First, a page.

Tulika Eco: A business model to revive jute

March 12, 2023

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For more than a hundred years, jute made up the single largest crop of this region, exported around the world. However, over the last few decades, the rise of synthetic alternatives, higher production cost, and decline in export price have resulted in the extinction of major jute mills in the country.

In 2002, the government shut down Adamjee Jute Mills – the largest jute mill in Bangladesh. The downfall continued into 2020, as the government announced the shutting down of 25 state-owned jute mills due to recurring losses.

And yet, in a world where awareness about sustainable products is growing rapidly, you would have expected jute and jute products to thrive. The government of Bangladesh also appears to have noticed that. In 2017, a project was taken to upgrade production technology of jute mills under a $350 million foreign loan.

In FY 2020-21, jute and jute-based goods fetched $116.14 crore from exports, breaking the record of the previous 12 years. The industry ranks second in the export category and provides direct and indirect employment to around five million people. Although impressive, we are nowhere near exploiting the full potential of jute.

“There was a time when jute products were limited to grocery bags and home decor items for city dwellers. Now, there are jute jackets, fancy bags, and what not. Almost every house uses jute table mats.

Over the years, people’s perception of jute has experienced a positive change,” said Esrat Jahan Chowdhury, the owner of Tulika Eco Ltd, a local jute good manufacturing company.

Esrat Jahan Chowdhury is the owner of Tulika Eco Ltd. Photo: Noor-A-Alam

Esrat recently won the ‘best new product’ award under the artisan resources category at the NY NOW Winter Trade Show in New York City for her beautiful jute bags made in Bangladesh.

The Trade Facilitation Office of Canada, SME Foundation, and USAID supported 14 Bangladeshi jute product and handicraft businesses, including Tulika Eco, to attend the trade fair in the US, where more than 900 brands from more than 100 nations displayed their goods. The NY NOW show finalist list included three other Bangladeshi exhibitors.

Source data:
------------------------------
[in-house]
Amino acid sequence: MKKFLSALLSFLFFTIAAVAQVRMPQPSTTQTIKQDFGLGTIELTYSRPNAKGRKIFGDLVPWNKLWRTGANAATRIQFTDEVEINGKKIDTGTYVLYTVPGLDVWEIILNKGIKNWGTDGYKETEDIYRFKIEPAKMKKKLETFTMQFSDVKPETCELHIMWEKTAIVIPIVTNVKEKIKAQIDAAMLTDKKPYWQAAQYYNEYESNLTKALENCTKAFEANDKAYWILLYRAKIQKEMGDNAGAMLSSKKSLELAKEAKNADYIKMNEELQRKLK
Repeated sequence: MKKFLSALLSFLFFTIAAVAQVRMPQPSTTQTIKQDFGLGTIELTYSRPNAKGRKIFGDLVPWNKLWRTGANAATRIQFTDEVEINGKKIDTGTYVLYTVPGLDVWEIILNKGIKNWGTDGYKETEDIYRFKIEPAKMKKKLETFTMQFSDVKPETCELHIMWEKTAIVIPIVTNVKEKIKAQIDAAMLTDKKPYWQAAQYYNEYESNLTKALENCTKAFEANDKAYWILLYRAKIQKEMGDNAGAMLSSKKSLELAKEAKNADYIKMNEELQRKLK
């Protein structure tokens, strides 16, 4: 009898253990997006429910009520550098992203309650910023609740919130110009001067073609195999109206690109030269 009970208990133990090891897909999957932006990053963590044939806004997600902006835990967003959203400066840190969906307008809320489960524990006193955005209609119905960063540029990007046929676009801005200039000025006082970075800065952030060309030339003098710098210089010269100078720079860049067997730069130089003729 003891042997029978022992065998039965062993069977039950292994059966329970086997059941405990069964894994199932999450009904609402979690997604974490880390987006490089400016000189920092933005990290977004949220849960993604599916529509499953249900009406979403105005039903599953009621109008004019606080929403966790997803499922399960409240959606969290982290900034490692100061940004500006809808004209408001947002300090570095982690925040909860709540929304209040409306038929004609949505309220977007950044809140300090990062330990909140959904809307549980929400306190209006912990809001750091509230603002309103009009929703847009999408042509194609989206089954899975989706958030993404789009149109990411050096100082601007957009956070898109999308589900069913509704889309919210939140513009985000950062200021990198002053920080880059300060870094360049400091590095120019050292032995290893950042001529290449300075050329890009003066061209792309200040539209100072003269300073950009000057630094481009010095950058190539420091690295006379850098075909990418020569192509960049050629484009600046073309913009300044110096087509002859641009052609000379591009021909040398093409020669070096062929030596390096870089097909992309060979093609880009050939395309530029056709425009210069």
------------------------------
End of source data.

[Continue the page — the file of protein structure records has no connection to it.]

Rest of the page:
For Bangladesh to be able to fully realise the potential of jute export, it is ventures like Tulika Eco that need to be encouraged and promoted. Unfortunately, there are a number of loopholes in the ecosystem that hold them back. In a conversation with The Business Standard, Esrat talked about her venture and different prospects of Bangladesh’s jute industry.

Photo: Noor-A-Alam

For Tulika and others like her, the key raw material for their products is jute fabrics. These are made at an industrial level by a few big companies.

As the market is dominated by them, the bulk price of these fabrics is not suitable for SMEs (small and medium enterprises). Esrat also mentioned a lack of consistency in the fabric’s quality, which in turn affects product quality.

“If we get a re-order of a particular product, it is nearly impossible to replicate it because of the unpredictability in fabric texture. Also, the price of fabrics fluctuates because of the fluctuation in jute’s price, making it harder for us to close the deal at the previous price rate,” she said.

Esrat believes for businesses that focus on export, the price should be subsidised by the government and a strict policy on pricing should be formulated. Moreover, like the RMG sector, industrial zones should be made for jute where manufacturing services will be easy to avail.

“We need an EPZ (Export Processing Zone) for jute products from where we can get different services at subsidised rates. This will encourage new entrepreneurs to enter the industry,” she added.